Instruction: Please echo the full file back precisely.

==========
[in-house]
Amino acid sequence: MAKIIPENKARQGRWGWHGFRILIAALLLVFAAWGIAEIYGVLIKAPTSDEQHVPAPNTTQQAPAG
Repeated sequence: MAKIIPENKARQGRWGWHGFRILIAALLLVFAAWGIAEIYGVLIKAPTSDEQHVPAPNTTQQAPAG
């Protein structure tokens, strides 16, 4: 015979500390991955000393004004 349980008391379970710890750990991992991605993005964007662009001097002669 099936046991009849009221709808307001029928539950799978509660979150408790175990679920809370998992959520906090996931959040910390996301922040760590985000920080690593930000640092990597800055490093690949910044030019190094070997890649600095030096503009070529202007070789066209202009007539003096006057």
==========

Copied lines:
[in-house]
Amino acid sequence: MAKIIPENKARQGRWGWHGFRILIAALLLVFAAWGIAEIYGVLIKAPTSDEQHVPAPNTTQQAPAG
Repeated sequence: MAKIIPENKARQGRWGWHGFRILIAALLLVFAAWGIAEIYGVLIKAPTSDEQHVPAPNTTQQAPAG
């Protein structure tokens, strides 16, 4: 015979500390991955000393004004 349980008391379970710890750990991992991605993005964007662009001097002669 099936046991009849009221709808307001029928539950799978509660979150408790175990679920809370998992959520906090996931959040910390996301922040760590985000920080690593930000640092990597800055490093690949910044030019190094070997890649600095030096503009070529202007070789066209202009007539003096006057």